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[Untitled]

Okubo, Benji [ bio ]

[Untitled]
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painting
H: 16 in, W: 20 in
oil
canvas

California, 1942-1945

(2003.159.5)

Gift of Chisato Okubo

Description

Stretched and unframed.

Image of a mother and child running away from flames and smoke. Their entire bodies are depicted. The woman is wearing a dark gray dress with an apron and the dress is torn away at her proper left shoulder, exposing her left breast. The daughter is wearing a bright green pinafore with a white undershirt. Both the mother and daughter have long streaming hair. The mother's hair is light brown and her daughter's is golden. They are fleeing flames depicted in the near background. The mother and daughter are positioned slightly left of the center of the canvas and are balanced by the flames on the right side of the canvas. The painting is comprised of a combination of muted and bright colors. The smoke-filled sky is gray, lilac, soft blue and tan, and the mother's dress is a darker shade of the gray of the sky. The vivid colors are in the flames -- salmon, pink, orange and yellow. Also brightly colored is the emerald green of the daughter's dress and woman's shoes. Because the background is so muted, a startling contrast to the bright and warm flames. The brush strokes are loose and painterly.

Although the artist shows modeling in the clothing and limbs, he does not apply any fine details to the facial features. Through the mother's and daughter's faces are painted loosely, their facial expressions are rendered clearly enough to register terror. The dynamic quality of this painting is also reflected in the diagonal thrust of the characters leaning toward the left, counterbalanced by the flames which sway to the right. The mother's and daughter's hair fanning out behind their shoulders are paralleled by the flames, fanning out behind them. The painting shows the primal fear of a mother and daughter fleeing fire. It is obvious from details such as the woman's disheveled state and the daughter's barefootedness that they only had enough time to save themselves. It is unknown exactly when and why the artist chose to paint this particular image. It may reflect an actual event, a comment on war, a reaction to the politics of the era or the artist's state of mind. In any case, it dramatically shows a very human response reacting to known (and unknown) terrors. The subject and composition is similar to Picasso's lighthearted "Deux Femmes Courant Sur La Plage" (Two Women Running on the Beach), but the mood envoked by Okubo's painting is dark and frightening.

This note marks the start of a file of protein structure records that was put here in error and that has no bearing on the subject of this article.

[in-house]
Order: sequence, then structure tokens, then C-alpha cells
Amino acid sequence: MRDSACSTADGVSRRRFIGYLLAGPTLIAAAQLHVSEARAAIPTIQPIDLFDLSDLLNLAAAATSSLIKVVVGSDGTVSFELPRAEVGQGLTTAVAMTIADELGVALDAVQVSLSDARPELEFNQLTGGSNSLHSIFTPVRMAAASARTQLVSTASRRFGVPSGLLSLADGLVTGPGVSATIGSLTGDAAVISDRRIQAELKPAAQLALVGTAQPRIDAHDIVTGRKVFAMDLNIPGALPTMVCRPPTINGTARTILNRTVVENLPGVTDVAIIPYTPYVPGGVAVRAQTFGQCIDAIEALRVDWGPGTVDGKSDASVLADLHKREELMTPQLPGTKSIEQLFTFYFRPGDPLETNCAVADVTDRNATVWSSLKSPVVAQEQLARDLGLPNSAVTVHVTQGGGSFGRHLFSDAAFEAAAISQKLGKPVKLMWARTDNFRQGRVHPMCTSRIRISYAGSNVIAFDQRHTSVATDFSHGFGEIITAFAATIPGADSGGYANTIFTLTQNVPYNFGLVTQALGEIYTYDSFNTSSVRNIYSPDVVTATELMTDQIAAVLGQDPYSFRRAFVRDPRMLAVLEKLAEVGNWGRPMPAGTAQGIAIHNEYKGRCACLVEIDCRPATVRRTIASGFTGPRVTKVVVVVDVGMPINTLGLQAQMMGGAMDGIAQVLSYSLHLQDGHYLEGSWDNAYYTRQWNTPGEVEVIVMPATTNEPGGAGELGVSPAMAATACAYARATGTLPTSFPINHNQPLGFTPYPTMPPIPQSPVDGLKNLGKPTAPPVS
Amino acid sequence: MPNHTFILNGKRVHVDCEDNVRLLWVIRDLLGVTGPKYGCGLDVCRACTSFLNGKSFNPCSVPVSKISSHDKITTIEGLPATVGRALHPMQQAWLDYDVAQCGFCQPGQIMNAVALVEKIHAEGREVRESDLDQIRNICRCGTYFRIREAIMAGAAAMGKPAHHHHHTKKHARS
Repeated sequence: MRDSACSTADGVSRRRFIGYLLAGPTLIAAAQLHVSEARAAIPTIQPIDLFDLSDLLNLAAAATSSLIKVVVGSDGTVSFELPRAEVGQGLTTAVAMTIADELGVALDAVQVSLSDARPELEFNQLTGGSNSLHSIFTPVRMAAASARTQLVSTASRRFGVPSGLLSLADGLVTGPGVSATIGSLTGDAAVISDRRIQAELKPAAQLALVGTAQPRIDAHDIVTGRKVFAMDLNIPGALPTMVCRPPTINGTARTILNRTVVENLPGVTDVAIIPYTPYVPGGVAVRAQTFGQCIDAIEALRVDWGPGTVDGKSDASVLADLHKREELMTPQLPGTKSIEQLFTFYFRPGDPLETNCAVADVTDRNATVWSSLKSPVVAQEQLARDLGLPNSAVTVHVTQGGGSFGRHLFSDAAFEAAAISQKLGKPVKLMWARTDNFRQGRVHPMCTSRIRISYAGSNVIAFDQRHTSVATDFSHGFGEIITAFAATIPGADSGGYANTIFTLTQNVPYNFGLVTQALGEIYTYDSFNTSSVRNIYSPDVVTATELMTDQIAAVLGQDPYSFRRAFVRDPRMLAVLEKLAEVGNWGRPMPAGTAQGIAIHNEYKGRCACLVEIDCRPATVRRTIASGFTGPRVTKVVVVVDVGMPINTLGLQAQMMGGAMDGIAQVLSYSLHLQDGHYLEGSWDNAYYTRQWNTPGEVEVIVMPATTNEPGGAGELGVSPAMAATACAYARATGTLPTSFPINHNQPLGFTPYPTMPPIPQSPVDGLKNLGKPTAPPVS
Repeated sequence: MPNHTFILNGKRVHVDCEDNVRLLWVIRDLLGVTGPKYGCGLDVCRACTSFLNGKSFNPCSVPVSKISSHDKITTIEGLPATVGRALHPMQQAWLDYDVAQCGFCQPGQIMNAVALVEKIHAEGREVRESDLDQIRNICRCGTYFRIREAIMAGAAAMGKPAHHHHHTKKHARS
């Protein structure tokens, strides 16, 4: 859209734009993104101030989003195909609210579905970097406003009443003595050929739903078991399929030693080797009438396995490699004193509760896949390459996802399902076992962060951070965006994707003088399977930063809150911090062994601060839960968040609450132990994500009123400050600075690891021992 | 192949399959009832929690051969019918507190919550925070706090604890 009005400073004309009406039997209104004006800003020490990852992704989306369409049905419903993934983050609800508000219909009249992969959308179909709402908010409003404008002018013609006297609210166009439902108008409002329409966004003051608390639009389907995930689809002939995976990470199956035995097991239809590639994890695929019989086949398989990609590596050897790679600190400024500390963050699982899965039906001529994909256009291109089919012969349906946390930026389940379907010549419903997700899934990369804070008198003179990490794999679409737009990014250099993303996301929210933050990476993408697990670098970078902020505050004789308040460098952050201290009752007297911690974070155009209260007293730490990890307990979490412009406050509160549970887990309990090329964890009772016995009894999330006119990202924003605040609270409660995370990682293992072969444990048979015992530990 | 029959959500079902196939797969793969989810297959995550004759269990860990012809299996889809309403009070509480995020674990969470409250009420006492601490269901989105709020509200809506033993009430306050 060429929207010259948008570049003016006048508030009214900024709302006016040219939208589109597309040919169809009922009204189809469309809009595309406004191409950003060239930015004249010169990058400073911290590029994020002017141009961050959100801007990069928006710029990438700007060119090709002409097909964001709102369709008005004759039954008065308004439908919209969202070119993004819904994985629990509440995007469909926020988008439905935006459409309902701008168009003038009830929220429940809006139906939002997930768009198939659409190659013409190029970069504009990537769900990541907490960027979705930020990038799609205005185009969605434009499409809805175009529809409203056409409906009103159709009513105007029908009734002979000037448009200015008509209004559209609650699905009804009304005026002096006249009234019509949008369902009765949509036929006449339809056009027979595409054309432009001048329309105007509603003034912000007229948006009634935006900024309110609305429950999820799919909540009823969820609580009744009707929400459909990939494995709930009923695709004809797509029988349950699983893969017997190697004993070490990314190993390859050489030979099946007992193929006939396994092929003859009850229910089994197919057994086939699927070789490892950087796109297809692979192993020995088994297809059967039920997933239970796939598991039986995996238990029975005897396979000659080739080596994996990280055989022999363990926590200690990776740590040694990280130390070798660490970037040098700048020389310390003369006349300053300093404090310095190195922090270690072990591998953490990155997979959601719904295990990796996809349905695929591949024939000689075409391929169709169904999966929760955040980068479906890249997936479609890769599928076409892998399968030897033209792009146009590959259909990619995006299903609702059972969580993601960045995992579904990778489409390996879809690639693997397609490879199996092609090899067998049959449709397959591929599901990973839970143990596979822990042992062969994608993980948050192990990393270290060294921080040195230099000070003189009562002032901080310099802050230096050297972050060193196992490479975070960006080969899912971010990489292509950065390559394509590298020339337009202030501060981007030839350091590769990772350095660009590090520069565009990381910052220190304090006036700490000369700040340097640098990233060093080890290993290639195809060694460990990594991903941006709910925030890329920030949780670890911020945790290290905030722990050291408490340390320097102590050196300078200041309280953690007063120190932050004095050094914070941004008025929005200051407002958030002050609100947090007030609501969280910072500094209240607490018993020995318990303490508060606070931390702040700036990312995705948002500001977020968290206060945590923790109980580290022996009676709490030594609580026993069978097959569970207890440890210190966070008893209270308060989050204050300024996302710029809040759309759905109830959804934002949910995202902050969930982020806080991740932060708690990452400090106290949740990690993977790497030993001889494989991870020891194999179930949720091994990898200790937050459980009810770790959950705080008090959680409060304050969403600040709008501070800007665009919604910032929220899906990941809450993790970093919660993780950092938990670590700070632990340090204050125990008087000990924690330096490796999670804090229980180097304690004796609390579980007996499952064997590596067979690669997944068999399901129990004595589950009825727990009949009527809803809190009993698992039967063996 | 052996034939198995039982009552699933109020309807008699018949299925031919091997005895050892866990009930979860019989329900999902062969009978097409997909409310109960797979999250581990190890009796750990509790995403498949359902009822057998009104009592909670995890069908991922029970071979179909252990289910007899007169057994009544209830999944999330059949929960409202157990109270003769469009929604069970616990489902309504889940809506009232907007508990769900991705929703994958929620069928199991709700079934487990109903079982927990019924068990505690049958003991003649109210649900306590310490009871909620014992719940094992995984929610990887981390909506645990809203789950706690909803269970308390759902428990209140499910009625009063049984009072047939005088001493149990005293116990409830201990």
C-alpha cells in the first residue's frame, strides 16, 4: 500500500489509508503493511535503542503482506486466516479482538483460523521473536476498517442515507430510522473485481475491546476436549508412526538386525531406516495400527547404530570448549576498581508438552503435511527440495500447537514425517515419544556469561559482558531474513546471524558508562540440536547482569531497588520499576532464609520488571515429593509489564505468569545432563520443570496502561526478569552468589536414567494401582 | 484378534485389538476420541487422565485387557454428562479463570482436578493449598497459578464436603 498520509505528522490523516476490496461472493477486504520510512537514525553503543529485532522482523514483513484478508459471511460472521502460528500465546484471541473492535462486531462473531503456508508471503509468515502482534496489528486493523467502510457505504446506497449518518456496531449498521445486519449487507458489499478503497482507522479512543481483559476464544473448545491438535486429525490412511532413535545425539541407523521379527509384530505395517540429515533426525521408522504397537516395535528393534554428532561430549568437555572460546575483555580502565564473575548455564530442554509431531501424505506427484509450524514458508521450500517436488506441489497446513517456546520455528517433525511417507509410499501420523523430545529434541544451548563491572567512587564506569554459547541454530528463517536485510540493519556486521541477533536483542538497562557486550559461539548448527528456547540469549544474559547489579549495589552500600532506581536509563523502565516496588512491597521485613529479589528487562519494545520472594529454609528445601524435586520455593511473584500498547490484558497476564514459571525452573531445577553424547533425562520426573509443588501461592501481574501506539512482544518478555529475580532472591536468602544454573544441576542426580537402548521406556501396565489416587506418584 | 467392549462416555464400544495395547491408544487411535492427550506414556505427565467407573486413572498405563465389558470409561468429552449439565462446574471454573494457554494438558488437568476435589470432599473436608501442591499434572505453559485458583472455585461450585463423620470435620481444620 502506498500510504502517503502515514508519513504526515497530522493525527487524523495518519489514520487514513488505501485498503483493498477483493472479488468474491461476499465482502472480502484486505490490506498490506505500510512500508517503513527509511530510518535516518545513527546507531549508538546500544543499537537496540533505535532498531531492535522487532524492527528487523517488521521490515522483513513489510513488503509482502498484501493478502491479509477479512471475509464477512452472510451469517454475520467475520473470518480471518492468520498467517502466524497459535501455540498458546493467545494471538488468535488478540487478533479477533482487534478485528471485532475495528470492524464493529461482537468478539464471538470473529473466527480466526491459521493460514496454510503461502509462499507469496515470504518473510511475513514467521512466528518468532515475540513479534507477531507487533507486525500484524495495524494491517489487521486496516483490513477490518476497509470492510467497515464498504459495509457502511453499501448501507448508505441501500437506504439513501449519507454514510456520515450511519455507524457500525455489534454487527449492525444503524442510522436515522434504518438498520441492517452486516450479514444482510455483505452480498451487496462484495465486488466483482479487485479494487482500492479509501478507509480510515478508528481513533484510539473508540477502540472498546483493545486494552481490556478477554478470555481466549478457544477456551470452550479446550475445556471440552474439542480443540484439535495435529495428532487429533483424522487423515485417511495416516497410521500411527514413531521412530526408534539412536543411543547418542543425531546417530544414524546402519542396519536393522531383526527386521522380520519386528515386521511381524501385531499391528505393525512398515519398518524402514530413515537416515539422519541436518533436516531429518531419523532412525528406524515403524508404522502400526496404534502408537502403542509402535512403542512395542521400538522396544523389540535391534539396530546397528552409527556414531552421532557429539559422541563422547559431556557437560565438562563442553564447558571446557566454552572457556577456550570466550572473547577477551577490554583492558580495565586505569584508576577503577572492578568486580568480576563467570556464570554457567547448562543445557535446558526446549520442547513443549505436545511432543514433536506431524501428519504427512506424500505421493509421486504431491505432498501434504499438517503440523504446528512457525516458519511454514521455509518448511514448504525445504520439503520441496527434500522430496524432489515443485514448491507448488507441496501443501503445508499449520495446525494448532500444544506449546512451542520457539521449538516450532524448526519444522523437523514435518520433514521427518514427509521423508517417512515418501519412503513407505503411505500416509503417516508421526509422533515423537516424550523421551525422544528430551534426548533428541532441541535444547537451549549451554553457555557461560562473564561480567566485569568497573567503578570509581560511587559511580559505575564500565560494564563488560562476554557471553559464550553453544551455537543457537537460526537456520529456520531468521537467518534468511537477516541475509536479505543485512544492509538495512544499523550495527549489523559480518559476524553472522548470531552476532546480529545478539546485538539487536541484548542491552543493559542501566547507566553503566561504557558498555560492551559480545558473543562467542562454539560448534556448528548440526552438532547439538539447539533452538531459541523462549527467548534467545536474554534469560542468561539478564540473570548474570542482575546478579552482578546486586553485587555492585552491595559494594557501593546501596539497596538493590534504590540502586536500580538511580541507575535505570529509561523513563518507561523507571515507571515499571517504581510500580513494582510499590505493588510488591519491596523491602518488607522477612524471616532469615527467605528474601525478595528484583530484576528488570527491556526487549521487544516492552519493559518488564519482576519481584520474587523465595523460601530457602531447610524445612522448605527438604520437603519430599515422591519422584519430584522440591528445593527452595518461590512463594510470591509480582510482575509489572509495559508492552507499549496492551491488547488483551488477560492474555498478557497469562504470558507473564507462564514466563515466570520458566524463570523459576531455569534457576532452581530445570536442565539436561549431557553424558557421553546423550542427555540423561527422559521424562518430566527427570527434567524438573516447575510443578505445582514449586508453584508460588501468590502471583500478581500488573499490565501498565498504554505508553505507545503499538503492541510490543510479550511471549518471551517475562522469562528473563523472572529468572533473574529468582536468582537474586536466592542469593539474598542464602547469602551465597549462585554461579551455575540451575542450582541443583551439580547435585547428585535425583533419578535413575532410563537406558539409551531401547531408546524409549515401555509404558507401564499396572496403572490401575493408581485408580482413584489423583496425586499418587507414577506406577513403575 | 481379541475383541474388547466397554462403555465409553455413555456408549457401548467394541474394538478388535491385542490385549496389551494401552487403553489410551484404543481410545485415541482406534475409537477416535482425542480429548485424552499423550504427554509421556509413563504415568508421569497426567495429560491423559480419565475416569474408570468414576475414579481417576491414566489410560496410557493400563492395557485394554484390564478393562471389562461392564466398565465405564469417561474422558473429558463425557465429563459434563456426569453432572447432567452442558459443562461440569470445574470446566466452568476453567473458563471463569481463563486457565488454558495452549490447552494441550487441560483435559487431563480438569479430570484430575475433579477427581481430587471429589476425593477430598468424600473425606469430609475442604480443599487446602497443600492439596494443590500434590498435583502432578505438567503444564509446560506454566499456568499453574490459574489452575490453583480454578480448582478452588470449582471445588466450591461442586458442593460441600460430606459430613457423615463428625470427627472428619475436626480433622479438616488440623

All requests for permission to publish, reproduce, or quote from materials in this collection must be submitted to the Collections Management & Access Unit at the Japanese American National Museum (collections@janm.org).

 

 

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